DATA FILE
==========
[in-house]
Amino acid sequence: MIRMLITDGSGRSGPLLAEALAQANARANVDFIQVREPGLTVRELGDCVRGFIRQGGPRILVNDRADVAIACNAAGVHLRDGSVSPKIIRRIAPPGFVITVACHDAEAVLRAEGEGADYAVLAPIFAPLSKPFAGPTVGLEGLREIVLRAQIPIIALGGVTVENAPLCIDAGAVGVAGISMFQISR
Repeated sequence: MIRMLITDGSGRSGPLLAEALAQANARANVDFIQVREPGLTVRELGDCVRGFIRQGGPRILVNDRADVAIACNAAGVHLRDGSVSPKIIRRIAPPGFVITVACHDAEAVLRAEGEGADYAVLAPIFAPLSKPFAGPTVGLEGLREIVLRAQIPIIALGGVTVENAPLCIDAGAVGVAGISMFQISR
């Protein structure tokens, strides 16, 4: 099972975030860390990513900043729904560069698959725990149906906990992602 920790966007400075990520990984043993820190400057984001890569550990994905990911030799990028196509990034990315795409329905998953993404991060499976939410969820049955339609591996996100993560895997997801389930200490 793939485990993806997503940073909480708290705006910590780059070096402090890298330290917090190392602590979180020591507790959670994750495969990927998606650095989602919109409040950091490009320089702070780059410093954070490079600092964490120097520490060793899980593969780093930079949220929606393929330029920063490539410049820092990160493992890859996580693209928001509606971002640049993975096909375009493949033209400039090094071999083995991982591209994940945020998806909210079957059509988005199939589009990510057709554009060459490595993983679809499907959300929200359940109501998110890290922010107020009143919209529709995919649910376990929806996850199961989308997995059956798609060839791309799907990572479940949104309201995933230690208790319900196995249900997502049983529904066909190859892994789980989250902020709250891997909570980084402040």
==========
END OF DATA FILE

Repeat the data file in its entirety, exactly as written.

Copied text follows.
[in-house]
Amino acid sequence: MIRMLITDGSGRSGPLLAEALAQANARANVDFIQVREPGLTVRELGDCVRGFIRQGGPRILVNDRADVAIACNAAGVHLRDGSVSPKIIRRIAPPGFVITVACHDAEAVLRAEGEGADYAVLAPIFAPLSKPFAGPTVGLEGLREIVLRAQIPIIALGGVTVENAPLCIDAGAVGVAGISMFQISR
Repeated sequence: MIRMLITDGSGRSGPLLAEALAQANARANVDFIQVREPGLTVRELGDCVRGFIRQGGPRILVNDRADVAIACNAAGVHLRDGSVSPKIIRRIAPPGFVITVACHDAEAVLRAEGEGADYAVLAPIFAPLSKPFAGPTVGLEGLREIVLRAQIPIIALGGVTVENAPLCIDAGAVGVAGISMFQISR
């Protein structure tokens, strides 16, 4: 099972975030860390990513900043729904560069698959725990149906906990992602 920790966007400075990520990984043993820190400057984001890569550990994905990911030799990028196509990034990315795409329905998953993404991060499976939410969820049955339609591996996100993560895997997801389930200490 793939485990993806997503940073909480708290705006910590780059070096402090890298330290917090190392602590979180020591507790959670994750495969990927998606650095989602919109409040950091490009320089702070780059410093954070490079600092964490120097520490060793899980593969780093930079949220929606393929330029920063490539410049820092990160493992890859996580693209928001509606971002640049993975096909375009493949033209400039090094071999083995991982591209994940945020998806909210079957059509988005199939589009990510057709554009060459490595993983679809499907959300929200359940109501998110890290922010107020009143919209529709995919649910376990929806996850199961989308997995059956798609060839791309799907990572479940949104309201995933230690208790319900196995249900997502049983529904066909190859892994789980989250902020709250891997909570980084402040």